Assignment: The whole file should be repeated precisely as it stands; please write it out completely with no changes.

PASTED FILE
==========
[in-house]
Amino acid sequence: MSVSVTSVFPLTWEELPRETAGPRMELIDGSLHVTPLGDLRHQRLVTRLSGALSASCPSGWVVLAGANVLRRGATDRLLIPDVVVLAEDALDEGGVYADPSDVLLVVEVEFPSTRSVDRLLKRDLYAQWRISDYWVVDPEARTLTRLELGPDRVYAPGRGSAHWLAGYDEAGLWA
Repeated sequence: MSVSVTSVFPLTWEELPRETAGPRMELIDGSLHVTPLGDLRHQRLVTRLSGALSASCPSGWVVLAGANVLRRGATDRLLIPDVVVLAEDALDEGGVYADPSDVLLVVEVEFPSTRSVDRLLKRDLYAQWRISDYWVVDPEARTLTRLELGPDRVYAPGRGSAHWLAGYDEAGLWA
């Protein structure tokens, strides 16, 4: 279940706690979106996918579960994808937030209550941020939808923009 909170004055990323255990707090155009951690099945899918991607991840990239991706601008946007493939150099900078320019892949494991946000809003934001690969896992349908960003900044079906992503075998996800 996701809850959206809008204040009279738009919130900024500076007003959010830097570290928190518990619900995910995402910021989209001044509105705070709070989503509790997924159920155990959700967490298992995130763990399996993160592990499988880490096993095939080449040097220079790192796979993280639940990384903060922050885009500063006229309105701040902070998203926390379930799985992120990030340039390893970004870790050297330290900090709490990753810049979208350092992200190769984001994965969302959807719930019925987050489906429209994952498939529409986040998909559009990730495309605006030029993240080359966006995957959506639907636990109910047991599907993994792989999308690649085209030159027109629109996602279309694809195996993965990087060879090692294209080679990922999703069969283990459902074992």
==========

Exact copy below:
[in-house]
Amino acid sequence: MSVSVTSVFPLTWEELPRETAGPRMELIDGSLHVTPLGDLRHQRLVTRLSGALSASCPSGWVVLAGANVLRRGATDRLLIPDVVVLAEDALDEGGVYADPSDVLLVVEVEFPSTRSVDRLLKRDLYAQWRISDYWVVDPEARTLTRLELGPDRVYAPGRGSAHWLAGYDEAGLWA
Repeated sequence: MSVSVTSVFPLTWEELPRETAGPRMELIDGSLHVTPLGDLRHQRLVTRLSGALSASCPSGWVVLAGANVLRRGATDRLLIPDVVVLAEDALDEGGVYADPSDVLLVVEVEFPSTRSVDRLLKRDLYAQWRISDYWVVDPEARTLTRLELGPDRVYAPGRGSAHWLAGYDEAGLWA
């Protein structure tokens, strides 16, 4: 279940706690979106996918579960994808937030209550941020939808923009 909170004055990323255990707090155009951690099945899918991607991840990239991706601008946007493939150099900078320019892949494991946000809003934001690969896992349908960003900044079906992503075998996800 996701809850959206809008204040009279738009919130900024500076007003959010830097570290928190518990619900995910995402910021989209001044509105705070709070989503509790997924159920155990959700967490298992995130763990399996993160592990499988880490096993095939080449040097220079790192796979993280639940990384903060922050885009500063006229309105701040902070998203926390379930799985992120990030340039390893970004870790050297330290900090709490990753810049979208350092992200190769984001994965969302959807719930019925987050489906429209994952498939529409986040998909559009990730495309605006030029993240080359966006995957959506639907636990109910047991599907993994792989999308690649085209030159027109629109996602279309694809195996993965990087060879090692294209080679990922999703069969283990459902074992």